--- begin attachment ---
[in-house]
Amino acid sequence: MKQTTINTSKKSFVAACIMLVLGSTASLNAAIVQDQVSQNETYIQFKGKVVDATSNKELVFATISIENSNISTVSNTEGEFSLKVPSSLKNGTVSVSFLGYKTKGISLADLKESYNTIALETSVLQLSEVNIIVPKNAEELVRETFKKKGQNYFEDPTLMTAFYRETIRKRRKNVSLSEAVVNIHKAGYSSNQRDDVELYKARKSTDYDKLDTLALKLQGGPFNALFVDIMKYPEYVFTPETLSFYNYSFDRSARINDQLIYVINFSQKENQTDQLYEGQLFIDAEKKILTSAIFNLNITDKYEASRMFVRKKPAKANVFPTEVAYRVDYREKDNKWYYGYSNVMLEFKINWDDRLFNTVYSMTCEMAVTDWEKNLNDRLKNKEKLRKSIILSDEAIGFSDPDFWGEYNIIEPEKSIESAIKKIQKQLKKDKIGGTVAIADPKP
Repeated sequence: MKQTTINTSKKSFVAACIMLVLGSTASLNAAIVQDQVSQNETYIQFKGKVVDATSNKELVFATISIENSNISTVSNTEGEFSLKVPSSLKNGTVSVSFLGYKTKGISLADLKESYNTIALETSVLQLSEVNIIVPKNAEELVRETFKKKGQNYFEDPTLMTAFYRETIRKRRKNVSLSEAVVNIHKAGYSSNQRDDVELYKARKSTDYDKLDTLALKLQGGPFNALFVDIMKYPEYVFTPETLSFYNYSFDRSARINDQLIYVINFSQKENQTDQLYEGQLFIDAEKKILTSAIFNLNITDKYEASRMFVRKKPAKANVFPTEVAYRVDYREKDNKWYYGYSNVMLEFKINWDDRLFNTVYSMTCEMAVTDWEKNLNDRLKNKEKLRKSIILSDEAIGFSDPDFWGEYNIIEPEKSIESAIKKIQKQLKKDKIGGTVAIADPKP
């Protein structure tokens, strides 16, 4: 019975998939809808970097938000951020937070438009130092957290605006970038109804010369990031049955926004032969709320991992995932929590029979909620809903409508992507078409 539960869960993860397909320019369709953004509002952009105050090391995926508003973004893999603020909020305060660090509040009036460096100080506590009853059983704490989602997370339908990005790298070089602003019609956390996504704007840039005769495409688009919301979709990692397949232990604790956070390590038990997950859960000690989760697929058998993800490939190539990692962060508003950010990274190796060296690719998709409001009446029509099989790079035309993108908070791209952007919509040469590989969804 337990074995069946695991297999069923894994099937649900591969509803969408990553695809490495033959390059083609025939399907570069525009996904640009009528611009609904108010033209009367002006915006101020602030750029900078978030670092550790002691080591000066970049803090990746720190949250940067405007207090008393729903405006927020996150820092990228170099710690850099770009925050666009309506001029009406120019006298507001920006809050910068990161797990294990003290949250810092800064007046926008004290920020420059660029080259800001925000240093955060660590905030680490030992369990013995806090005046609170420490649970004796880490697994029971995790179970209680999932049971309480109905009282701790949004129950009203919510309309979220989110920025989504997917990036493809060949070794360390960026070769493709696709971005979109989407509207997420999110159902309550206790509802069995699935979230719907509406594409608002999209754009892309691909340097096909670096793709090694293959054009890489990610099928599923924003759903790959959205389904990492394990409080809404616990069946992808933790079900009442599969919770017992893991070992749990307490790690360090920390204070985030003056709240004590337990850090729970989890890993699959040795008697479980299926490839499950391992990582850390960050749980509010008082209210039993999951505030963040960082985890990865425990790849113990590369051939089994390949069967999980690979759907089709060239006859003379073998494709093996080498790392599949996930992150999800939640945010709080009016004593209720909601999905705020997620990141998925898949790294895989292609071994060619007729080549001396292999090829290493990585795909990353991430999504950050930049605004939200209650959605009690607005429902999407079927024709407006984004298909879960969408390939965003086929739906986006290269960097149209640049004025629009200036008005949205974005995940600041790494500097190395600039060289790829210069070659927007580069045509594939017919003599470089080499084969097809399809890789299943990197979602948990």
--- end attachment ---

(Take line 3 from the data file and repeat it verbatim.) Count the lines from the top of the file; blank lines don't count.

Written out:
Repeated sequence: MKQTTINTSKKSFVAACIMLVLGSTASLNAAIVQDQVSQNETYIQFKGKVVDATSNKELVFATISIENSNISTVSNTEGEFSLKVPSSLKNGTVSVSFLGYKTKGISLADLKESYNTIALETSVLQLSEVNIIVPKNAEELVRETFKKKGQNYFEDPTLMTAFYRETIRKRRKNVSLSEAVVNIHKAGYSSNQRDDVELYKARKSTDYDKLDTLALKLQGGPFNALFVDIMKYPEYVFTPETLSFYNYSFDRSARINDQLIYVINFSQKENQTDQLYEGQLFIDAEKKILTSAIFNLNITDKYEASRMFVRKKPAKANVFPTEVAYRVDYREKDNKWYYGYSNVMLEFKINWDDRLFNTVYSMTCEMAVTDWEKNLNDRLKNKEKLRKSIILSDEAIGFSDPDFWGEYNIIEPEKSIESAIKKIQKQLKKDKIGGTVAIADPKP